For example, we very quickly found the suspect’s Myspace page before it was taken down. We pulled everything that we could off of it because we knew at some point that it would be taken down. But at the same time, there were questions about the spelling of his last name—AP had one version, we had a different version. We called AP and talked about where they had gotten their spelling; they deferred to our spelling of the name. Then there were still questions about whether the photos on that Myspace page were of Loughner or of someone else—and we know what CNN ran into in terms of airing the wrong photo. It took us several hours of having information but not feeling comfortable that we had the appropriate confirmation to use that information. I understand the rush to try and get the story, but at the same time I think it was a cautionary experience for all of us to remember those core practices and standards in moments of chaos.
What impact does social networking, and the rush to break news on technologies like Twitter, have on breaking news reporting of this kind? Does it exacerbate the competitiveness and the problem of inaccuracies?
I see it from two perspectives. Just as the invention of television and the twenty-four-hour cable cycle elevated the rapid response mentality, this has added to that. There’s an expectation of the public’s appetite for information very quickly. It has its push and pull.
At the same time I also think the public, to a certain degree, has a greater understanding that information is being reported in real-time. And that that information can change. Our biggest challenge as an industry in trying to sort all this out is: how do we deliver that message in a way that readers and users understand this is what we know at this moment? And when we change it, we need to be transparent in the fact that we are correcting information that we had earlier, that we now know is not 100 percent accurate. I think because the public has such an insatiable demand for instant news, they also have a willingness to understand that we may not be 100 percent. But we’ve got to figure out how we work in that environment in a better way than we have up to this point. We have to set protocols for ourselves about how we correct information in real-time as much as we report information in real-time.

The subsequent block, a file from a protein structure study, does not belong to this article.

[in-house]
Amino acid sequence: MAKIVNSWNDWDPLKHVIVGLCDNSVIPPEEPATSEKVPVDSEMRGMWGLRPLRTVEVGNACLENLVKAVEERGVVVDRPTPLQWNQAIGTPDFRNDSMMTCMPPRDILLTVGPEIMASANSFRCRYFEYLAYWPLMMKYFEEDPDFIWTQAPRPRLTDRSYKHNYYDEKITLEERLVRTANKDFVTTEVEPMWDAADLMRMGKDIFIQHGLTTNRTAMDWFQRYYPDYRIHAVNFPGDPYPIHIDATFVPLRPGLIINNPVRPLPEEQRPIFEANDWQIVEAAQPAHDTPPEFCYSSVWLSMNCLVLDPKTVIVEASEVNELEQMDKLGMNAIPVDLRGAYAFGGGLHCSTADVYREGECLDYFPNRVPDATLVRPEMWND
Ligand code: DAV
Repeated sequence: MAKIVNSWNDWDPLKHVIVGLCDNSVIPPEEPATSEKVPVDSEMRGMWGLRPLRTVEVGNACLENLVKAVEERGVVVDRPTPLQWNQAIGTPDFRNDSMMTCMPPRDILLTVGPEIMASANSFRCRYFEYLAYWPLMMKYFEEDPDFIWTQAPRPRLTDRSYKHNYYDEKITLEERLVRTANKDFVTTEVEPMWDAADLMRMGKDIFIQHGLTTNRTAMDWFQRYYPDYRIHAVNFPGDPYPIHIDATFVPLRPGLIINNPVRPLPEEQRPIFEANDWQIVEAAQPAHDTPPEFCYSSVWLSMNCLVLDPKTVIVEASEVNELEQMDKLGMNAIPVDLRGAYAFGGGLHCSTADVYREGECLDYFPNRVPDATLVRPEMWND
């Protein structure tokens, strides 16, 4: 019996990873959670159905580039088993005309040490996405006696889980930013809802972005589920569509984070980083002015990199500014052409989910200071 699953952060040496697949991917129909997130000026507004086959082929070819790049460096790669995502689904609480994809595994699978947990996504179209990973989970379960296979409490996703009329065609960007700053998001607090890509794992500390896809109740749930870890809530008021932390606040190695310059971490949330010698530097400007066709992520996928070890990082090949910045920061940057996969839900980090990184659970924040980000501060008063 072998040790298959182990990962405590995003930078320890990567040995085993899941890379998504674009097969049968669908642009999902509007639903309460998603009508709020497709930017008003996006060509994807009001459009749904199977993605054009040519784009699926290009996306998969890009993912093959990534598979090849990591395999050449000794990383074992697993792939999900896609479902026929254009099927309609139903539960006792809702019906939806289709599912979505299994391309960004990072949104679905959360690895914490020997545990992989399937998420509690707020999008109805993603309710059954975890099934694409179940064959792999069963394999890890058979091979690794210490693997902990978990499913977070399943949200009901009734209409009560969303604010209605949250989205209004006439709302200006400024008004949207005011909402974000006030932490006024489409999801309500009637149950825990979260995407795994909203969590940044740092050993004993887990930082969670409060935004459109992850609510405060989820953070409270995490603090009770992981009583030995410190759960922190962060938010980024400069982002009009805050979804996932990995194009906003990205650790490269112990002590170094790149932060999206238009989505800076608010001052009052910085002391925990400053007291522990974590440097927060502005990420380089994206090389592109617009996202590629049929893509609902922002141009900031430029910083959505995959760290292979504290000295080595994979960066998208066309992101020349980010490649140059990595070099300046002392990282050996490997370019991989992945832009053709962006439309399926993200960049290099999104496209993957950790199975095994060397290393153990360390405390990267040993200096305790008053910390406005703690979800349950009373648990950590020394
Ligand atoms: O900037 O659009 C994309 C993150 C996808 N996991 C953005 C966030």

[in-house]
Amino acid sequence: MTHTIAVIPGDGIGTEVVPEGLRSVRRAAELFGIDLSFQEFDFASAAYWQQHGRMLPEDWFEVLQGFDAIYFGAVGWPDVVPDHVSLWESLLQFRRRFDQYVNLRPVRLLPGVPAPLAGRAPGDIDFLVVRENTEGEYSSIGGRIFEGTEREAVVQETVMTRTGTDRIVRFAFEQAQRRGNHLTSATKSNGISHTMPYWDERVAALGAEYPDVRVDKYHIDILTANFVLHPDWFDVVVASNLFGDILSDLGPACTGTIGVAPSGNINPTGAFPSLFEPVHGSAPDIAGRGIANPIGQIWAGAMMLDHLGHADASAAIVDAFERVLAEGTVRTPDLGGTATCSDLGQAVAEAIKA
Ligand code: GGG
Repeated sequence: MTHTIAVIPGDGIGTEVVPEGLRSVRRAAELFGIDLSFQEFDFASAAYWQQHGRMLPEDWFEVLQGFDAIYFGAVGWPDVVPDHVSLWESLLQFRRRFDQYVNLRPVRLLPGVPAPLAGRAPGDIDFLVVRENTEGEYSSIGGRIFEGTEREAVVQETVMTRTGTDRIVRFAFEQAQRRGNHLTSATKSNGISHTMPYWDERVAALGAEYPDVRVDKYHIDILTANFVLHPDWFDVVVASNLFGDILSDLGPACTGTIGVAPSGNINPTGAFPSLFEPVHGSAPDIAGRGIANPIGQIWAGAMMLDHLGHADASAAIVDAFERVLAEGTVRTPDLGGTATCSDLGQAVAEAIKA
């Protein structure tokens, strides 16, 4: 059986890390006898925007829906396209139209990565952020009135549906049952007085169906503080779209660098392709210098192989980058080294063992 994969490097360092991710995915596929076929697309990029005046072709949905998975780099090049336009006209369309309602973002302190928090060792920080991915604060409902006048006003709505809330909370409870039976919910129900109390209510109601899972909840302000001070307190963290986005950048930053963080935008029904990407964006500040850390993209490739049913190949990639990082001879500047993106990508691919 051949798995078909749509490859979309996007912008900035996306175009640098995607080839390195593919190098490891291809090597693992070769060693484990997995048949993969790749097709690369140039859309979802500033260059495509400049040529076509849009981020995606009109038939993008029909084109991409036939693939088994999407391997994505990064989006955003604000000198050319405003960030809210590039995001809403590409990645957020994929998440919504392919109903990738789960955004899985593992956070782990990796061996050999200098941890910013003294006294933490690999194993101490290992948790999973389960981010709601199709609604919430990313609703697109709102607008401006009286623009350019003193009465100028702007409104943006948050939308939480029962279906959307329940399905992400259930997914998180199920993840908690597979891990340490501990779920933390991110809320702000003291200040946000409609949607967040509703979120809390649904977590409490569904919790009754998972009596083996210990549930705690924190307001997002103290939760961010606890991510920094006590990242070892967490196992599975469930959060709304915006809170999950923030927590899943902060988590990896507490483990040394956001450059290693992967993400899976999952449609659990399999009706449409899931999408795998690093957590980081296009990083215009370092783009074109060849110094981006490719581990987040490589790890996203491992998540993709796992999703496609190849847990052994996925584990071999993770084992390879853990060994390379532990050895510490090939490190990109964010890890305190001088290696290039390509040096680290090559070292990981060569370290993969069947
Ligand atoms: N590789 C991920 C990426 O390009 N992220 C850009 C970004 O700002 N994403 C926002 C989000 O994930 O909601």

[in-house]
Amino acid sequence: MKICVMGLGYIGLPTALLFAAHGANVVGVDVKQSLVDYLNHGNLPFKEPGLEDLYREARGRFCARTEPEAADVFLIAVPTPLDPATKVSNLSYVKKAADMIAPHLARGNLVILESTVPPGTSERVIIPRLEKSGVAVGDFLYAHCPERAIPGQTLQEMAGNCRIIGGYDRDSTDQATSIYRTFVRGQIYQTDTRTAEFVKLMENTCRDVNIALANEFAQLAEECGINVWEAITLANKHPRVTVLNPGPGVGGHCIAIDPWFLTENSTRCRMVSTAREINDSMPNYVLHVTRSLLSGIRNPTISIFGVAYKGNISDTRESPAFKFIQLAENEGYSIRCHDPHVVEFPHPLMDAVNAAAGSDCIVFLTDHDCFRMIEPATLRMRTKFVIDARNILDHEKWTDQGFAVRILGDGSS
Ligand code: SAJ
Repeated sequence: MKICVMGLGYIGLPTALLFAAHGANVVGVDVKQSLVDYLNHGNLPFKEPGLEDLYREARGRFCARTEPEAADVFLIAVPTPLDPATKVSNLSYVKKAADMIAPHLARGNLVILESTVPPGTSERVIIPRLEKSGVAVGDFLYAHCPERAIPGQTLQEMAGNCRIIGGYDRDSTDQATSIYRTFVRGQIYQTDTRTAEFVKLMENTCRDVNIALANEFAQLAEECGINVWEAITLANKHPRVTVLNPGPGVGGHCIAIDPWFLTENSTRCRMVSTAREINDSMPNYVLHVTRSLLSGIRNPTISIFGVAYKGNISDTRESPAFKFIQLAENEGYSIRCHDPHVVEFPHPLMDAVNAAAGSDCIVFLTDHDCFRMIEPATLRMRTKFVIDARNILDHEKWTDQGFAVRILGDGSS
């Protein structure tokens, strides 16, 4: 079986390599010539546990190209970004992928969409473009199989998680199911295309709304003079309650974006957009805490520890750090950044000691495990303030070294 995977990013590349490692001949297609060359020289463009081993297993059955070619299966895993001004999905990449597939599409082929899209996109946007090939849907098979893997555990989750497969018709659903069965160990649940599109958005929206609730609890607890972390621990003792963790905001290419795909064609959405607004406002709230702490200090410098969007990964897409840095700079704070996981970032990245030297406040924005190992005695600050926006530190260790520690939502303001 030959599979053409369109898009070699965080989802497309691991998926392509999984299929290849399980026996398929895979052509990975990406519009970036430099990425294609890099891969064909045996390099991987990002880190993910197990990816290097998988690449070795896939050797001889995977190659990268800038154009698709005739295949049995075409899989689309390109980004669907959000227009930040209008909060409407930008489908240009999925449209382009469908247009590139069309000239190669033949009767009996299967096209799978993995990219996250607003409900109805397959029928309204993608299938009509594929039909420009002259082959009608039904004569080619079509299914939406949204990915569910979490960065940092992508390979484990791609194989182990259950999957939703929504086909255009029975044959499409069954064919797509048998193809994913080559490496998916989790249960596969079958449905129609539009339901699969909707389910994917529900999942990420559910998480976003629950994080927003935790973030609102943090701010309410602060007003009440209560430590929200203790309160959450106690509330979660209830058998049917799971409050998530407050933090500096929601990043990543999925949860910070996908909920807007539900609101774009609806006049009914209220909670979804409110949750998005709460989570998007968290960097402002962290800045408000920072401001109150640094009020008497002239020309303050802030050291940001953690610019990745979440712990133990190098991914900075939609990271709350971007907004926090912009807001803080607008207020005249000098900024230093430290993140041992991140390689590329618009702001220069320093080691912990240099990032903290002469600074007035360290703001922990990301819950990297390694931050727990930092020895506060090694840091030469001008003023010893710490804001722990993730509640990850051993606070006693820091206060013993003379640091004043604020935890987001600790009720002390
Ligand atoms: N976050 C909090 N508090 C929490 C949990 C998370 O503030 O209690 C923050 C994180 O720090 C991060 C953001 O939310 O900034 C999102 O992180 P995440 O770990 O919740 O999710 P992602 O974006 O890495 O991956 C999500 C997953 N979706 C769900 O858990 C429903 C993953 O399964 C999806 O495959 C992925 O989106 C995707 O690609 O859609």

How easy or difficult was it to get information as the news was unfolding from the sheriff’s office, from the hospital, and from witnesses on the scene?
Information from witnesses on the scene was pretty easy to get. But obviously, as we know now, their versions differ. In that moment, with adrenaline rushing and all of the kind of heightened reality, we’re still not 100 percent sure what happened. For example, there are stories about a woman knocking a clip out of Loughner’s hand and then two men tackling him. The woman herself says he was already tackled on the ground and reaching for the clip out of his pocket when she grabbed it. The sequencing of events gets very distorted because of that heightened reality and the adrenaline flow.
We are still a little frustrated because the Pima Country Sheriff’s office still hasn’t given us a list of all of the injured. We still have six names that we have not been able to track down in terms of the people who were injured. We’ve been aggressively working that from the legal standpoint.
The University of Arizona Medical Center has been extraordinarily helpful, especially given the fact that they have HIPA laws that they could stand behind to some degree. Their daily updates have been incredibly helpful. And they were the ones who calmed the misinformation on Saturday when they finally released a statement saying that the congresswoman was in surgery and that she was indeed alive. I think they were helpful in trying to really get control of the information.
Where do you even begin to investigate a shooter once you have his name?